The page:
Emissions trading scheme design and investment behaviour in the Australian electricity generation sector


Event details

Date & time

Friday 07 May 2010


Seminar Room 1, Stanner Building (37), Lennox Crossing, ANU


Ross Lambie, PhD Candidate, POGO


Sandra Zec
6125 2188
Panel members: Prof Quentin Grafton, Dr Jack Pezzey and Dr Frank Jotzo
Discussant: Pamela Katic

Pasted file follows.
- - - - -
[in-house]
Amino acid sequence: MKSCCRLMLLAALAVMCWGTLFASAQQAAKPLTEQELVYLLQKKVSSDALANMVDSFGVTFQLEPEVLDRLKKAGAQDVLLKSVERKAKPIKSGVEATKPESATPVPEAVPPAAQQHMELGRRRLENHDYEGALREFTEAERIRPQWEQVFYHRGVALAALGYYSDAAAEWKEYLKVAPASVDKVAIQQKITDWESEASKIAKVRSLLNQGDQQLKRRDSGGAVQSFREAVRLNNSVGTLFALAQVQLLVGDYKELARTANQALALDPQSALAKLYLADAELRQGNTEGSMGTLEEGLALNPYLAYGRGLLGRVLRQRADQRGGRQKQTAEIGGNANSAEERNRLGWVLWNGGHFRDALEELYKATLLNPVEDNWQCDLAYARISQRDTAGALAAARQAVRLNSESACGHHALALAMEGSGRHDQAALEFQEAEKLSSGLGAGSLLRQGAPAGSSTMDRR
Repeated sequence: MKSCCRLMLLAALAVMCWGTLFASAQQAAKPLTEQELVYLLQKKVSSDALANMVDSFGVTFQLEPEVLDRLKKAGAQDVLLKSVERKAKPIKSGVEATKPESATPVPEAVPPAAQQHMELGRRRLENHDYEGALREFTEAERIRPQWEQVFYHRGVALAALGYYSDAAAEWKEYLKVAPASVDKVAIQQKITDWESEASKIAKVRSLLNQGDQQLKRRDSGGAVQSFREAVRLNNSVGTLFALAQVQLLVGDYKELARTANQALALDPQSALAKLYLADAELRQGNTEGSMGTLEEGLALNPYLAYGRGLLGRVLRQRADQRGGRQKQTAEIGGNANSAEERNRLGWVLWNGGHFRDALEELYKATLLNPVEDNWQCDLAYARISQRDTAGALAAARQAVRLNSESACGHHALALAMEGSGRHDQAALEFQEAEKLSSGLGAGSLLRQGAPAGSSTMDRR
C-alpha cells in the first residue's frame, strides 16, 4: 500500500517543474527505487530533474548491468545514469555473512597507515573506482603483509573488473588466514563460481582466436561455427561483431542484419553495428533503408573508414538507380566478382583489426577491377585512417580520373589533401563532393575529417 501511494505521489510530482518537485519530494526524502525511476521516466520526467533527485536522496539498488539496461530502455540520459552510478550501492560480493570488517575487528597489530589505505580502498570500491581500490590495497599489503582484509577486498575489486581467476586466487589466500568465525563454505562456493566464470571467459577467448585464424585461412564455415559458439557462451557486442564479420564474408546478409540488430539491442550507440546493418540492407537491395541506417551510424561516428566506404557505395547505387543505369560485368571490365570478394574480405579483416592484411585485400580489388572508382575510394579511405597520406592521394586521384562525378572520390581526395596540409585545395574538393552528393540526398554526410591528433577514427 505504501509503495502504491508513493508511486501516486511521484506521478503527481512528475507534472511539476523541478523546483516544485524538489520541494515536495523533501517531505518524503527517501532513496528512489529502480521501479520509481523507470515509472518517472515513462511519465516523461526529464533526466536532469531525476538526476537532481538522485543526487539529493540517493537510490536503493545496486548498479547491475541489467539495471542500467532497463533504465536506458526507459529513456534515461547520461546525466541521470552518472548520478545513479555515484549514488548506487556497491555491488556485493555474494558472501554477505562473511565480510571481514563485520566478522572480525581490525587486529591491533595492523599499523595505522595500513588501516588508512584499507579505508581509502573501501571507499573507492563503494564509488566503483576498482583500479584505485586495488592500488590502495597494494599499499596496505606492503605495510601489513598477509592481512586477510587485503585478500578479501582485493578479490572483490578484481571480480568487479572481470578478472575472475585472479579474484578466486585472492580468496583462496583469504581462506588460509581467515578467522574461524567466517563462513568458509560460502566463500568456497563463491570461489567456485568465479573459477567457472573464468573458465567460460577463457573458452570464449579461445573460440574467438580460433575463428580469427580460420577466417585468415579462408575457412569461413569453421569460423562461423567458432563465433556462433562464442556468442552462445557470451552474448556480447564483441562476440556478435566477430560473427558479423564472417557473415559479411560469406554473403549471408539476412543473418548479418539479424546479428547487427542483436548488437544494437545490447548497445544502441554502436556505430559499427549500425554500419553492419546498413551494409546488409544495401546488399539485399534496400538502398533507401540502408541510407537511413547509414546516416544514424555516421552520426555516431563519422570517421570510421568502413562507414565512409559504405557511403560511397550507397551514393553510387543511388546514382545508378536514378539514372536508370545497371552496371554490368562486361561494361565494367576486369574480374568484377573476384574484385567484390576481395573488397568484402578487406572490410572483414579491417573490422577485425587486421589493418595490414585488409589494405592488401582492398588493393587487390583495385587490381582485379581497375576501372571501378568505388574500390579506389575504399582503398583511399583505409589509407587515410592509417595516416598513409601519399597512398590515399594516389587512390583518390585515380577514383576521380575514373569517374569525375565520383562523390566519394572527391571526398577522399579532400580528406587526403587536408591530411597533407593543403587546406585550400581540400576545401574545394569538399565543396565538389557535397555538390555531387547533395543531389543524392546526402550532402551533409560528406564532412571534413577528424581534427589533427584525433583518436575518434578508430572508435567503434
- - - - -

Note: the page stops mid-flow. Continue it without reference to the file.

Abstract: The objective of a greenhouse gas (GHG) emissions trading scheme (ETS) is to move the economy away from the production and consumption of goods and services that are emissions-intensive. A key determinant of the success of an ETS in achieving this objective is the response by firms in energy-intensive industries, such as electricity generation, in moving from high emissions production technologies to lower emissions technologies. Major policy analyses of an ETS simply assume that industries will adjust their investment behaviour relatively smoothly during this transition. Real options analyses of firm investment behaviour under an ETS provide compelling evidence that challenges the relevance of this assumption. These analyses are concerned with the phenomena of hysteresis in the adoption of low emissions technology that may arise when there are uncertainties in expected net returns and significant sunk costs. This paper uses real options modelling to examine how the design of a GHG ETS is likely to affect an Australian electricity generator’s decision to invest in a new lower emissions plant. Unlike previous analyses, which use stochastic dynamic programming, the real options modelling approach applies contingent claims analysis (CCA) to the problem of firm investment behaviour. CCA is considered superior in its treatment of risk compared to stochastic dynamic programming. This analysis focuses on uncertainties in the prices of electricity and emissions permits. Numerical analysis based on an emissions trading scheme closely resembling Australia’s proposed Carbon Pollution Reduction Scheme (CPRS) is presented along with sensitivity analysis reflecting changes in the scheme’s major design features. They suggest that technological hysteresis in electricity generation is likely to be a significant issue for an ETS with a design similar to that of the CPRS. A general conclusion reached concerning the CPRS is that its present design may be inadequate in providing the necessary incentives for generators to commit to investing in lower emissions plants.

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